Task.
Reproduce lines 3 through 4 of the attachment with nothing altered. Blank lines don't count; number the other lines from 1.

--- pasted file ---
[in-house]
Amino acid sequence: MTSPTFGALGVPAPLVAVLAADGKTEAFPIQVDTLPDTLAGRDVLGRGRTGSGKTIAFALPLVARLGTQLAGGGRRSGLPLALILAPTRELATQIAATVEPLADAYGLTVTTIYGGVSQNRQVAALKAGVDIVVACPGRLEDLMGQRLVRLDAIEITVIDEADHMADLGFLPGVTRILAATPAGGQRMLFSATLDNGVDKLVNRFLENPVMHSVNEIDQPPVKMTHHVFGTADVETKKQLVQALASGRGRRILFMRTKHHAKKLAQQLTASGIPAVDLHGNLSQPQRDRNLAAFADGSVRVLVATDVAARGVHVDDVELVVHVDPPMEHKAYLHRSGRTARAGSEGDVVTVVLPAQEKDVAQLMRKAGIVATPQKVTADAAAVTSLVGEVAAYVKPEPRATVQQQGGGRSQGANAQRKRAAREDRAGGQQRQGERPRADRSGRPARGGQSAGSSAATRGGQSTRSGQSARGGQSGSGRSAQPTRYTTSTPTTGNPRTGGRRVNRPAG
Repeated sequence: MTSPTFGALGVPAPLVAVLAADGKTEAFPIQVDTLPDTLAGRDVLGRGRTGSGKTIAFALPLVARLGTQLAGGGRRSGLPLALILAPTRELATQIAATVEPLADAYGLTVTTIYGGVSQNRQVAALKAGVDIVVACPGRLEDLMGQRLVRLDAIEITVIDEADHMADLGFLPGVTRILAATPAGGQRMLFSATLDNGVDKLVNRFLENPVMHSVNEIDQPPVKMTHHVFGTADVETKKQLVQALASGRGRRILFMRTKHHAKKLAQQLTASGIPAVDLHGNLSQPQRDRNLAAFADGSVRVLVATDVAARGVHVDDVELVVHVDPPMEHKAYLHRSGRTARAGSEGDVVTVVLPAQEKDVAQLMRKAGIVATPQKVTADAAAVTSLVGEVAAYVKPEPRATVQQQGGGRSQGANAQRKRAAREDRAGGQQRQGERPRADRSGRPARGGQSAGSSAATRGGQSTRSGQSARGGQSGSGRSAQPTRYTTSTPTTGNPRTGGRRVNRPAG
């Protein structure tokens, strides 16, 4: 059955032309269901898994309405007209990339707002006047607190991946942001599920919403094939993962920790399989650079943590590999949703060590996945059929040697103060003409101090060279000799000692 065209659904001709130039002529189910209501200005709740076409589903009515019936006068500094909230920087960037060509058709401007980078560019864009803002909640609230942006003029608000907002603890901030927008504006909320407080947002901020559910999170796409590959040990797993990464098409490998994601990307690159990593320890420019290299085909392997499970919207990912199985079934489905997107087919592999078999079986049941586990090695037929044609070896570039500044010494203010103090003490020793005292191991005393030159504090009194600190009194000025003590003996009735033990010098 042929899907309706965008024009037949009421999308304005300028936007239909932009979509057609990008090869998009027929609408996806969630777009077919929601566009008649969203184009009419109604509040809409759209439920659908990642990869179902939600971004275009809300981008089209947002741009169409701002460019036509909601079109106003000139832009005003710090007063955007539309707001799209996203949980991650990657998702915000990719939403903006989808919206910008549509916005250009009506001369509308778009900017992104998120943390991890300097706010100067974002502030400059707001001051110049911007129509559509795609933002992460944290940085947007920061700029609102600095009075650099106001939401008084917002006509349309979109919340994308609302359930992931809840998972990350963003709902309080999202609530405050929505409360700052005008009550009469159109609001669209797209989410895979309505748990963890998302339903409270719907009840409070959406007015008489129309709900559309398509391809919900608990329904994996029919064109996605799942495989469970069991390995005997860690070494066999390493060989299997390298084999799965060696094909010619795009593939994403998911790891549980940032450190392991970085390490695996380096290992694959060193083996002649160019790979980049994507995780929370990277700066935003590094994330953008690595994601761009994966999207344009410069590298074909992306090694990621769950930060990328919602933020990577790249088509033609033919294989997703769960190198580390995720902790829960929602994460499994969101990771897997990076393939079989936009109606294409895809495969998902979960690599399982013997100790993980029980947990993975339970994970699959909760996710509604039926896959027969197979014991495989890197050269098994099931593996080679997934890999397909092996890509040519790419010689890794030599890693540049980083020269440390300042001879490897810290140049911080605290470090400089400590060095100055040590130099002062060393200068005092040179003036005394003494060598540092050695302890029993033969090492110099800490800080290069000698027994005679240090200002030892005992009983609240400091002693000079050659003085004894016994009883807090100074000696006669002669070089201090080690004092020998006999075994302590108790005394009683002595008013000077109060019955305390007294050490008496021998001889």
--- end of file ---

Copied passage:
Repeated sequence: MTSPTFGALGVPAPLVAVLAADGKTEAFPIQVDTLPDTLAGRDVLGRGRTGSGKTIAFALPLVARLGTQLAGGGRRSGLPLALILAPTRELATQIAATVEPLADAYGLTVTTIYGGVSQNRQVAALKAGVDIVVACPGRLEDLMGQRLVRLDAIEITVIDEADHMADLGFLPGVTRILAATPAGGQRMLFSATLDNGVDKLVNRFLENPVMHSVNEIDQPPVKMTHHVFGTADVETKKQLVQALASGRGRRILFMRTKHHAKKLAQQLTASGIPAVDLHGNLSQPQRDRNLAAFADGSVRVLVATDVAARGVHVDDVELVVHVDPPMEHKAYLHRSGRTARAGSEGDVVTVVLPAQEKDVAQLMRKAGIVATPQKVTADAAAVTSLVGEVAAYVKPEPRATVQQQGGGRSQGANAQRKRAAREDRAGGQQRQGERPRADRSGRPARGGQSAGSSAATRGGQSTRSGQSARGGQSGSGRSAQPTRYTTSTPTTGNPRTGGRRVNRPAG
């Protein structure tokens, strides 16, 4: 059955032309269901898994309405007209990339707002006047607190991946942001599920919403094939993962920790399989650079943590590999949703060590996945059929040697103060003409101090060279000799000692 065209659904001709130039002529189910209501200005709740076409589903009515019936006068500094909230920087960037060509058709401007980078560019864009803002909640609230942006003029608000907002603890901030927008504006909320407080947002901020559910999170796409590959040990797993990464098409490998994601990307690159990593320890420019290299085909392997499970919207990912199985079934489905997107087919592999078999079986049941586990090695037929044609070896570039500044010494203010103090003490020793005292191991005393030159504090009194600190009194000025003590003996009735033990010098 042929899907309706965008024009037949009421999308304005300028936007239909932009979509057609990008090869998009027929609408996806969630777009077919929601566009008649969203184009009419109604509040809409759209439920659908990642990869179902939600971004275009809300981008089209947002741009169409701002460019036509909601079109106003000139832009005003710090007063955007539309707001799209996203949980991650990657998702915000990719939403903006989808919206910008549509916005250009009506001369509308778009900017992104998120943390991890300097706010100067974002502030400059707001001051110049911007129509559509795609933002992460944290940085947007920061700029609102600095009075650099106001939401008084917002006509349309979109919340994308609302359930992931809840998972990350963003709902309080999202609530405050929505409360700052005008009550009469159109609001669209797209989410895979309505748990963890998302339903409270719907009840409070959406007015008489129309709900559309398509391809919900608990329904994996029919064109996605799942495989469970069991390995005997860690070494066999390493060989299997390298084999799965060696094909010619795009593939994403998911790891549980940032450190392991970085390490695996380096290992694959060193083996002649160019790979980049994507995780929370990277700066935003590094994330953008690595994601761009994966999207344009410069590298074909992306090694990621769950930060990328919602933020990577790249088509033609033919294989997703769960190198580390995720902790829960929602994460499994969101990771897997990076393939079989936009109606294409895809495969998902979960690599399982013997100790993980029980947990993975339970994970699959909760996710509604039926896959027969197979014991495989890197050269098994099931593996080679997934890999397909092996890509040519790419010689890794030599890693540049980083020269440390300042001879490897810290140049911080605290470090400089400590060095100055040590130099002062060393200068005092040179003036005394003494060598540092050695302890029993033969090492110099800490800080290069000698027994005679240090200002030892005992009983609240400091002693000079050659003085004894016994009883807090100074000696006669002669070089201090080690004092020998006999075994302590108790005394009683002595008013000077109060019955305390007294050490008496021998001889």